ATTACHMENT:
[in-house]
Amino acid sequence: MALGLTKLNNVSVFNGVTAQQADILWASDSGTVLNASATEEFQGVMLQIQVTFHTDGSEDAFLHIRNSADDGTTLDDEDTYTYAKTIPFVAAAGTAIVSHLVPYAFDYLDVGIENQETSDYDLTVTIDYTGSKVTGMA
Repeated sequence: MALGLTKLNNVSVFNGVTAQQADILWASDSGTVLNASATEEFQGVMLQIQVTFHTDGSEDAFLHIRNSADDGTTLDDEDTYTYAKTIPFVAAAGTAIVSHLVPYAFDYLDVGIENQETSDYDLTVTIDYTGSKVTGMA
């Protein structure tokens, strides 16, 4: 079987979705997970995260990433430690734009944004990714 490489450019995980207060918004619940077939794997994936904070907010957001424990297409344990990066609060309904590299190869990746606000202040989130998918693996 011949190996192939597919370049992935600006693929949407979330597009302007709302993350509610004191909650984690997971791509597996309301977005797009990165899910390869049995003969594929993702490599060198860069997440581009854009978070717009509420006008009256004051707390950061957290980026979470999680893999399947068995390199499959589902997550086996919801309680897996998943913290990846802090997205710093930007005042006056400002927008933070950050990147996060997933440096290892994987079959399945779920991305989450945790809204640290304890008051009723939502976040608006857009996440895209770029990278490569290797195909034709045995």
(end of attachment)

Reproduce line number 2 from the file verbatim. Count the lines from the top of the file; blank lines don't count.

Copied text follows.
Amino acid sequence: MALGLTKLNNVSVFNGVTAQQADILWASDSGTVLNASATEEFQGVMLQIQVTFHTDGSEDAFLHIRNSADDGTTLDDEDTYTYAKTIPFVAAAGTAIVSHLVPYAFDYLDVGIENQETSDYDLTVTIDYTGSKVTGMA